No guitar master will ever be able to teach anyone about the guitar in 100 years what he taught the world in 27.
Happy Birthday, Jimi-man.
There are definitely some exciting things going on in Music Land the next couple of weeks. First, let’s talk about a few new album releases.
This Tuesday, March 6, Bruce Springsteen and the E-Street Band will be releasing “Wrecking Ball”, which will be their 17th major studio album. That’s pretty impressive. And even though I’m not huge fan, I have to support my fellow Jersians. Plus, you have to admit, Brucey’s maintaining his swag in his older years.
If you’re interested in getting a sneak peak of the album before its official release, they will be streaming it in its entirety on their website, brucespringsteen.net on Monday, March 5.
Below is a performance from last night’s “Late Night with Jimmy Fallon”, featuring Tom Morello of Rage Against the Machine and, of course, The Roots. Jimmy is a huge Bruce fan, even dubbing this week “Springsteen Week”.
Check out the performance here.
Other upcoming March album releases include:
The Decemberists’ “We All Raise Our Voices to the Air”– a live album from their 2011 tour. They also recently recorded a song called “One Engine”, which will be included on the much anticipated The Hunger Games soundtrack. That soundtrack will be released March 20, and will include music from Arcade Fire, The Civils Wars, among others.
On March 20th we also have The Shin’s new album, “Port of Morrow”, and on March 27th we have Miike Snow’s second album “Happy to You”. But more on them later…
Now, let’s talk birthdays – or rather, a specific birthday.
If you know me, you know that I talk about John Frusciante as much as I talk about AMC’s “Breaking Bad” (seriously though, that show is addicting.) This Monday, March 5 is his birthday, and being that he is my favorite musician, I can’t not mention it. Words can’t express how I feel about this man as an artist. He is otherworldly. Now, I’m having a hard time deciding what I should include about him in this one post, since – let’s face it – I could probably write an entire blog solely about him, and never run out of material. So, for now, I’m just going to leave you all with my favorite guitar solo of all time – not just of his, but of any guitar solo in the history of guitar solos. I’m sure my roommates have had their fill of this one, since I’ve been listening to it at least once a day for the past 5 months. If you haven’t seen it or heard it yet, be prepared to have your mind blown.
Also, just a side note: I realize I really need to get over this, but I’m still so sad that he’s no longer with the Chili Peppers. Don’t get me wrong, Josh Kinghoffer is great, but he’s not Frusciante. Their chemistry with John was pure magic. Here’s hoping he’ll show for their induction ceremony at the Rock Hall of Fame on April 14…
When Kurt Cobain was a kid, he could make his entire family and all of his friends laugh until they cried with his Latka impersonation. If you didn’t grow up in the 70’s, then you might not be particularly familiar with the T.V. show, “Taxi”, in which comedian Andy Kaufman played the part of a foreigner with a questionable multiple personality disorder, among other things. It was a goofy, ridiculous character, and Kurt nailed it. Kurt was extremely funny, artistic, creative, outgoing, and always putting on a show – at least for his first ten years, which he and others have described as the happiest time of his life.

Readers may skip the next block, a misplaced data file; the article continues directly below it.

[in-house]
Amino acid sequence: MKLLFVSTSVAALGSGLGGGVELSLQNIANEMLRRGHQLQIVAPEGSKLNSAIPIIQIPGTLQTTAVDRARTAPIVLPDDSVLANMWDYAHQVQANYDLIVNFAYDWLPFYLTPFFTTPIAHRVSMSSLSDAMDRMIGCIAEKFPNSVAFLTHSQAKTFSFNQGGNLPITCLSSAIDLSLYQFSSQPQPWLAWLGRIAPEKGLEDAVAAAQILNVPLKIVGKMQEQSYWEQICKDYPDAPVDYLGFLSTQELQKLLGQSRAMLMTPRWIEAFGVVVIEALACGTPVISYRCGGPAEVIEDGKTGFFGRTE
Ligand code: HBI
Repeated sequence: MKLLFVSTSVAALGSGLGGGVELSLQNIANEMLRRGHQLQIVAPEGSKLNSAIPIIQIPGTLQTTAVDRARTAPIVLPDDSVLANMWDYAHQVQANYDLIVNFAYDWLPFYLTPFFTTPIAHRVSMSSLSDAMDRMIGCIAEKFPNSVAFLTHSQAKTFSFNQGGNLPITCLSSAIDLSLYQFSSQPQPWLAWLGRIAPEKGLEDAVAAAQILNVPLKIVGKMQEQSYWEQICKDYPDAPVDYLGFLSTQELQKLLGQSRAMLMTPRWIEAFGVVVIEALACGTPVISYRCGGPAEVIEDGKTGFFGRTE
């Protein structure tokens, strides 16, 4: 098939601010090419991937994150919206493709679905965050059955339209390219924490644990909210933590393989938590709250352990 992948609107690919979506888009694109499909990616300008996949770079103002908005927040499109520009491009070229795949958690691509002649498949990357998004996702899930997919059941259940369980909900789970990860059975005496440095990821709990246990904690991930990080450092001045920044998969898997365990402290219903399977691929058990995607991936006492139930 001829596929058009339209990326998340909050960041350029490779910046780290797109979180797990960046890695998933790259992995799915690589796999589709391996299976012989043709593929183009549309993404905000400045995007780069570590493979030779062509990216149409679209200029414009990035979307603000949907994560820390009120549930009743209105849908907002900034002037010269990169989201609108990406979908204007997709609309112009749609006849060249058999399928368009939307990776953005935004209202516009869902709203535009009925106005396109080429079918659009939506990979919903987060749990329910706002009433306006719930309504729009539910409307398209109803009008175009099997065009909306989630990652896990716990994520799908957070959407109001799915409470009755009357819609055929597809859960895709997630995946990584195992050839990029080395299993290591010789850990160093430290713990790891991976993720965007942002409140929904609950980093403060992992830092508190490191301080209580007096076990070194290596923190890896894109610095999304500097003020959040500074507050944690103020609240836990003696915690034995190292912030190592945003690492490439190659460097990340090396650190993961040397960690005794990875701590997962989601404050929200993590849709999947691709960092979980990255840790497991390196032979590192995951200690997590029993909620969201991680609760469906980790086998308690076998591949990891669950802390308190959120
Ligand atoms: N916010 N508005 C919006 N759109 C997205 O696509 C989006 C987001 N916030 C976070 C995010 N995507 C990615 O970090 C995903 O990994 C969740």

Reportedly, before Kurt ended his own life on April 5, 1994, he listened to one last song- R.E.M.’s “Man on the Moon“. If you were around in the 90’s, then you definitely know this song. After they recovered his body a couple days later, his wife, Courtney Love (who later played Lynne Margulies – Andy Kaufman’s girlfriend in the movie “Man on the Moon”, staring Jim Carrey) found the disc, Automatic for the People, still in the CD player.
This poetic symmetry is one of many poetic things Kurt Cobain left with the world. He was a brilliant lyricist. In fact, in any pole or list I’ve ever seen regarding the top lyricists in music history, Kurt almost always falls somewhere within the top 20. He was also a very gifted artist, even from a very early age. There is a Cobain family story about when Kurt was six years old, and he drew a picture of Donald Duck for his grandfather. Leland Cobain couldn’t believe that this picture was not traced, due to it’s accuracy and near perfection. Kurt sat down and drew a picture of Goofy right in front of his grandfather. It was a defining moment in everyone else’s recognition that this boy was not just your average kid.
His parents’ nasty divorce and the baggage that came with it ultimately lead Kurt into a downward spiral. Since there was a significant history of depression within his family, this sense of loss and confusion hit Kurt harder than most. Growing up in Aberdeen, Washington, a somewhat “down-on-its-luck” timber mill town, there wasn’t a ton to do. Even after discovering some of his artistic and musical talents, Kurt got caught up in the party, drug and alcohol scene. But most significantly, he refused to conform.
In a weird way, his numerous experiences as a teenager rebelling against the norm ultimately transformed him into the voice of an entire generation. When Nirvana was formed, grunge was born. He didn’t know it then, but the music he created and left behind changed everything people knew about rock’n’roll. Is Nirvana’s music sad? Angry? Sarcastic? Funny? Truthful? All of the above. It was the early nineties. Teenagers were wearing Converse sneakers, ripped jeans, vintage concert t-shirts and old-man cardigans. He was an icon, a star, a legend.
I think Joseph Gordon-Levitt says it best in this video (see 1:55 mark):
So today, Kurt, I dedicate my blog to you. I am so sad that you’re not around to see your influence on music, but I thank you for what you left behind.